kraft_dinner
Mike Chaput

The neon sheen of Kraft’s macaroni and cheese is kind of iconic, but it’s also just as artificial as it looks — the sauce gets its color from Yellow 5 and Yellow 6, dyes that have been banned in some countries due to health effects. Starting early next year, though, the familiar “cheez” color will be a little more muted, achieved with colorful spices like paprika and turmeric. Making food out of food: innovative! (For the hardcore safety-orange fans out there, never fear, Kraft classic will still be there. It’s only* the marketed-to-kids products which will receive this tasty update.)

A Change.org petition calling on Kraft to stop using artificial dye garnered some 350,000 signatures, but the company is maintaining a “not ’cause you told us to, just ’cause we want to” attitude about the change. A spokesperson told NPR that this is part of an overall effort to make Kraft foods more nutritious — reducing artificial additives, increasing whole grains, and controlling fat and sodium content.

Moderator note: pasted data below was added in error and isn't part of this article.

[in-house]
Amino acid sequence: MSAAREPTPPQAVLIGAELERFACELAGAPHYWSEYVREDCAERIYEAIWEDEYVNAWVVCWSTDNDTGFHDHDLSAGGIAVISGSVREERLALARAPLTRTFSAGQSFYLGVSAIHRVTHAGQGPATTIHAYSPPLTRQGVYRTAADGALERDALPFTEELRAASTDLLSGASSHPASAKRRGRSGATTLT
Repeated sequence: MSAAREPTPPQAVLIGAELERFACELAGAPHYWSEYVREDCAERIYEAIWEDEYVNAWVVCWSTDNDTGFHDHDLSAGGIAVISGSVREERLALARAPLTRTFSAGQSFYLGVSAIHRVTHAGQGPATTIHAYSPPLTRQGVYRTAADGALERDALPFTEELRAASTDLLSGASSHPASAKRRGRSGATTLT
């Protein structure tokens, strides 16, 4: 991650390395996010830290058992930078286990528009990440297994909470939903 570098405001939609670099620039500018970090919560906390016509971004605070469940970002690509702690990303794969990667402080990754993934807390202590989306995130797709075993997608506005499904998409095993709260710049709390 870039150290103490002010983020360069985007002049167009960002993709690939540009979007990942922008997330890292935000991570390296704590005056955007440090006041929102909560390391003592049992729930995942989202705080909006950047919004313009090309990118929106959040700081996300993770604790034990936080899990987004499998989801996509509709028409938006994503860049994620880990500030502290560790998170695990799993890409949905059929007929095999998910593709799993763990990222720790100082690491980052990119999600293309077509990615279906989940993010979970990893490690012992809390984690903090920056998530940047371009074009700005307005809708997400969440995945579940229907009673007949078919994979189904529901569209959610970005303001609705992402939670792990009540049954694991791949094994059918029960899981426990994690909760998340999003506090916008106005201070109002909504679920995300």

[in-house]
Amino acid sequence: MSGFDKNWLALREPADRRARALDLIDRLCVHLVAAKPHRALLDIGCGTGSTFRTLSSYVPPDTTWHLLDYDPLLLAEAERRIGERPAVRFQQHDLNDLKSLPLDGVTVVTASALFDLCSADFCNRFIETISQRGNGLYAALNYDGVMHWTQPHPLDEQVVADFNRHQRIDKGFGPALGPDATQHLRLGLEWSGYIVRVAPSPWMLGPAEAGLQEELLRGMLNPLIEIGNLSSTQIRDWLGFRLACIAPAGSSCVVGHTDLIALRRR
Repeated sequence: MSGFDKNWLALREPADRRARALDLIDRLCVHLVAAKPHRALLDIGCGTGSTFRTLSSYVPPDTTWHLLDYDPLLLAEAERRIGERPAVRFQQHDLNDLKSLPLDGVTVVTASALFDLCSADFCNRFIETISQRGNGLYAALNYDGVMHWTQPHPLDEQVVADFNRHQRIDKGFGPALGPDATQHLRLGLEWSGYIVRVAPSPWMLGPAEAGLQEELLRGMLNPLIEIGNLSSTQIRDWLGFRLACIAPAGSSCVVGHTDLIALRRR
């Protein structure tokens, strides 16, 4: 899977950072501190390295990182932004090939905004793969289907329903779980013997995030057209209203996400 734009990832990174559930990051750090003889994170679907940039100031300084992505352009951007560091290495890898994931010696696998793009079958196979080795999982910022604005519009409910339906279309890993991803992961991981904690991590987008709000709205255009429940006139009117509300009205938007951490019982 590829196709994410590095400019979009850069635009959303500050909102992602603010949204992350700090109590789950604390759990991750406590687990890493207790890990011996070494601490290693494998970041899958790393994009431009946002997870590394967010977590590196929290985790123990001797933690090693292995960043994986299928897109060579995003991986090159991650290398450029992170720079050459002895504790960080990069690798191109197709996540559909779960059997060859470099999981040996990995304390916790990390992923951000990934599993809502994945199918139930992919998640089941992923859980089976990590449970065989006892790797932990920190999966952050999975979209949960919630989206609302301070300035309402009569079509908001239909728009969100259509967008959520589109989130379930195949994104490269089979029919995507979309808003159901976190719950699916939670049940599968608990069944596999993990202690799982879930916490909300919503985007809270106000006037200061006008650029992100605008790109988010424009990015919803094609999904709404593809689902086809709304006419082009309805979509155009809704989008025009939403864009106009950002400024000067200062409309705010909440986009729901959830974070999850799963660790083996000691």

But you know, we don’t really give a Day-Glo orange crap why they’re making these positive changes. Whether it’s public pressure or just a change of heart, we recognize that people have a lot of reasons to eat cheap, fast, convenient food sometimes, and we love that it’s getting that much less nutritionally hideous — for the sake of busy moms, low-income grocery shoppers, and stoned college students everywhere.

 Correction: We originally suggested that all Kraft Macaroni & Cheese products would be going dye-free in the near future, when in fact only certain lines will be making the switch. Grist regrets the error and has sentenced the author to three boxes of Kraft Original Macaroni & Cheese.